On Monday, a judge dismissed the only remaining legal claim in Republican Kari Lake’s challenge of her 2022 loss in the race for Arizona governor and affirmed the election of Democrat Katie Hobbs to the state’s highest office.
Maricopa County Superior Court Judge Peter A. Thompson said Lake did not prove her claim that Maricopa County failed to verify signatures on mail ballots as required by law.
Lake was among the most vocal GOP candidates last year, building a loyal following among Trump supporters. She is openly considering a run for the U.S. Senate seat currently held by Kyrsten Sinema, a former Democrat, now an independent. Lake has also frequently been mentioned as a potential choice for a running mate for former President Donald Trump.
While many others who denied the results of election results across the country conceded after losing in November, Lake did not. She has touted her legal battles in speeches and fundraising appeals nationwide.
Lake filed suit after losing to Democrat Hobbs by around 17,000 votes and asked the courts to install her as governor or order a new election. Judge Thompson dismissed the case, but the Arizona Supreme Court revived a claim challenging how procedures for signature verification were used on early ballots in Maricopa County. The county was home to more than 60% of the state’s voters. Officials in the county defended the signature verification efforts and maintained they had nothing to hide.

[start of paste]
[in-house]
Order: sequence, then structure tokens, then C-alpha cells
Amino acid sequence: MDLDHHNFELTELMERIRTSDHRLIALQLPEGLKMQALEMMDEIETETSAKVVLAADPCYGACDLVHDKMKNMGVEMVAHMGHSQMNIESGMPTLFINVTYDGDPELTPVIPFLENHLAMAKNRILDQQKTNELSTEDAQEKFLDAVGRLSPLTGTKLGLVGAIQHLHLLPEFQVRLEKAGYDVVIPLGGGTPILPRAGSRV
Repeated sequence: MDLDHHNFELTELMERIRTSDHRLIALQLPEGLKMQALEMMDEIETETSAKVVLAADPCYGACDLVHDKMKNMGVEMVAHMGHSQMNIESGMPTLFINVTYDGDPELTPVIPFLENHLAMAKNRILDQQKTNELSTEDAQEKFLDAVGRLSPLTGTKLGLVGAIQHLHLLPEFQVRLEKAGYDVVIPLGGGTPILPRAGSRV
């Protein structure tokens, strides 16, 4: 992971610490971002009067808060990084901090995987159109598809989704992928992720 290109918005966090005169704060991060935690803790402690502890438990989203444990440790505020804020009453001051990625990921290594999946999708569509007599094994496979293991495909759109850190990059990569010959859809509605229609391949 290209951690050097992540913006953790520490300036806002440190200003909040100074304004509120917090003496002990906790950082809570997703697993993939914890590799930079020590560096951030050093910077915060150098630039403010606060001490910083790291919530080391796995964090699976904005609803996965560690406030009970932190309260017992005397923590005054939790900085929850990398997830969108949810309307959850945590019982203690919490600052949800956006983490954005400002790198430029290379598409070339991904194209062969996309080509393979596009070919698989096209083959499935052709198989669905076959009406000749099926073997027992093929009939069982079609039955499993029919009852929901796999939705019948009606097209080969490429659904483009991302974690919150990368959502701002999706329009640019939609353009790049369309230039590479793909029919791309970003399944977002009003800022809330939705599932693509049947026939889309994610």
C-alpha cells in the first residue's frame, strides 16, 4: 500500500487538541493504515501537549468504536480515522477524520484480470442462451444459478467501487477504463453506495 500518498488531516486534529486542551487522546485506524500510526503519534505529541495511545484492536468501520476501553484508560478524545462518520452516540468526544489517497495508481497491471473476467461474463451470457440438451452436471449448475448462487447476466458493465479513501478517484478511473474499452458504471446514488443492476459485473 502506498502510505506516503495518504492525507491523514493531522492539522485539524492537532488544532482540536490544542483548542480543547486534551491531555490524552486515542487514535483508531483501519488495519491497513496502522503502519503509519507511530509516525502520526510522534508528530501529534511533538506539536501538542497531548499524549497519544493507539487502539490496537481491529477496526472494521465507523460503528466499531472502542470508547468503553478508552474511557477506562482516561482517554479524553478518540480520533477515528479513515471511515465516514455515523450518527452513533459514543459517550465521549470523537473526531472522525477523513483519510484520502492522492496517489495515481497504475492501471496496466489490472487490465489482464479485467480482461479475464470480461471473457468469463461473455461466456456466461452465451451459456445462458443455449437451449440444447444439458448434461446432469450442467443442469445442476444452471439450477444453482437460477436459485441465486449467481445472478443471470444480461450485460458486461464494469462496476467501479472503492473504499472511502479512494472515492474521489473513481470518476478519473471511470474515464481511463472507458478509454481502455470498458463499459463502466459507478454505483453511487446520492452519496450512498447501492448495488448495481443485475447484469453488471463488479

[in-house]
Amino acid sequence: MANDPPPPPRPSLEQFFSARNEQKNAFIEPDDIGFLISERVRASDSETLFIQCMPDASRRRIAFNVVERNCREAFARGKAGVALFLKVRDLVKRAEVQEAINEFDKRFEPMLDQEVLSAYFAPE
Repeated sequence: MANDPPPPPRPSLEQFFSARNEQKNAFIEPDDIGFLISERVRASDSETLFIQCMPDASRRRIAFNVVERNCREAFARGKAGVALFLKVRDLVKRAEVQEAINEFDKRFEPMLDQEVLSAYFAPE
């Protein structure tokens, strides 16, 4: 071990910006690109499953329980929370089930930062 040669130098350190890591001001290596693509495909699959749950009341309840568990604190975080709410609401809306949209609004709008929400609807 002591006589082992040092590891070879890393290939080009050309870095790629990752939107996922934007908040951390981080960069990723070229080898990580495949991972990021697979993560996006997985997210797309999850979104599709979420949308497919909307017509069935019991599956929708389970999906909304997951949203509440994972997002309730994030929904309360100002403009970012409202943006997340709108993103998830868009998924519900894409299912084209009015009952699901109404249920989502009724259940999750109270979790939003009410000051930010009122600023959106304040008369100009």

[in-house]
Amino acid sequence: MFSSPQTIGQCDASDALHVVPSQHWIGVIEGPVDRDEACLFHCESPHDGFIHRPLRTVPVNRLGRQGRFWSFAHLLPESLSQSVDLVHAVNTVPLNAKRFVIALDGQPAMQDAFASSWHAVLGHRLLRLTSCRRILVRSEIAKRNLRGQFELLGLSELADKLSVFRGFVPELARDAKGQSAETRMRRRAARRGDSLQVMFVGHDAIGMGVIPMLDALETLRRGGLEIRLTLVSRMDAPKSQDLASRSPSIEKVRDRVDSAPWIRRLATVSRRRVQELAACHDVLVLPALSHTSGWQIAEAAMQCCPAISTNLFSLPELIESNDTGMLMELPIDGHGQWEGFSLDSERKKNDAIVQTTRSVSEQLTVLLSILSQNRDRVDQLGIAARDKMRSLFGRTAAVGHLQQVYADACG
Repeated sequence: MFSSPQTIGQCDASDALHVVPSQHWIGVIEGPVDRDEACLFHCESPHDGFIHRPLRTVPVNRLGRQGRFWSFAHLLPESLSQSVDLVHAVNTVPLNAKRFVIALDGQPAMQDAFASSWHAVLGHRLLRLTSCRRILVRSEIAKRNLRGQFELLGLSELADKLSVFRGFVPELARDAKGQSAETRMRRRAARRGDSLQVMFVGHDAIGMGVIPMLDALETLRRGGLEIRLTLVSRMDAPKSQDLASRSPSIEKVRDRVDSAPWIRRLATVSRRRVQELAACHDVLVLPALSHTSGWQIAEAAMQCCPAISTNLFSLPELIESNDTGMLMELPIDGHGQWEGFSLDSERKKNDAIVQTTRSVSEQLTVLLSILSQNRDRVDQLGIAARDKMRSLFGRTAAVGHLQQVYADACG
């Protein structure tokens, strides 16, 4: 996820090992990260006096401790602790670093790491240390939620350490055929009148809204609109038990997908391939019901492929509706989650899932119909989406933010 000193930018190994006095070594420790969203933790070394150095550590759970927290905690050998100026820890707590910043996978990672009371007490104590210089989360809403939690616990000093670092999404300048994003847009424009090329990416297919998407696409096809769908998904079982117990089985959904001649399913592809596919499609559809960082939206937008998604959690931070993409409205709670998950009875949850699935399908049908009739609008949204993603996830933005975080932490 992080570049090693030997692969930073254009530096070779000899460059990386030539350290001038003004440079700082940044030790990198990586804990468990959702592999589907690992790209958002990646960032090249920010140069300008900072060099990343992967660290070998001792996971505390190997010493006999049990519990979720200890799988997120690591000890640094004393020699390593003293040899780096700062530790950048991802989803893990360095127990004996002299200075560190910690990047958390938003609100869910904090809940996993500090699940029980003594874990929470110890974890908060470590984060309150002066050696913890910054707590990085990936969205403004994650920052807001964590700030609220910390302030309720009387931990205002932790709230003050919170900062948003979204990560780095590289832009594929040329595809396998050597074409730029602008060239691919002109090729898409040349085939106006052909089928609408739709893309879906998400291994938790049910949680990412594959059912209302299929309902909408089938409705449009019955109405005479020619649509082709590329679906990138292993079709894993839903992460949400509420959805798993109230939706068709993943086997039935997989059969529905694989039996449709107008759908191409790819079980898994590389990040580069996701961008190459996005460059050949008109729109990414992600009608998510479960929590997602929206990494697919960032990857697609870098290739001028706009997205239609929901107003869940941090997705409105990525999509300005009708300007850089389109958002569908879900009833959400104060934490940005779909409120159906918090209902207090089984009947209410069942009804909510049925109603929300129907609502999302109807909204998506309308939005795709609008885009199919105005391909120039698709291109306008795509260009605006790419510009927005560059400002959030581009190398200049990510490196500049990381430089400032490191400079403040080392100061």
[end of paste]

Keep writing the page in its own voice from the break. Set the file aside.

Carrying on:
Lake’s signature verification claim was the topic of the three-day trial. Her attorneys argued that there was evidence that lower-level screeners found inconsistencies in signatures and ran them up the chain of command, where they were then neglected by verifiers at higher levels.
Lake didn’t contest whether voters’ signatures on ballot envelopes matched those on voting records.
The GOP former television anchor faced a high bar in proving her allegations of lax signature verification efforts, but they also affected her race’s outcome.
Thompson, appointed by former GOP Governor Jan Brewer, determined Lake did not meet that high bar.
“The evidence the Court received does not support Plaintiff’s remaining claim,” wrote Thompson.
Lake claimed problems with defective ballot printers caused misread of ballots
Lake had focused on problems with ballot printers at some Maricopa County polling places earlier in her lawsuit. The defective printers produced ballots too light to be read by polling place on-site tabulators. In some areas, lines were backed up amid the confusion. Lake alleged the problems with ballot printers resulted from intentional misconduct.
Officials with the county say all ballots were counted because those affected by the printers were taken to election headquarters to be calculated by more sophisticated counters, and everyone had a chance to vote.
The Arizona Court of Appeals rejected Lake’s assertions in mid-February, concluding she had presented no evidence that voters whose ballots were deemed unreadable by tabulators at polling places were unable to vote.
The following month, the state Supreme Court declined to hear almost all of Lake’s appeals and said there was no evidence to support her assertions that over 35,000 ballots were added to vote totals.
Earlier this month, the court issued sanctions to Lake’s lawyers totaling $2,000 for making false statements saying that over 35,000 ballots had been improperly added to the total count.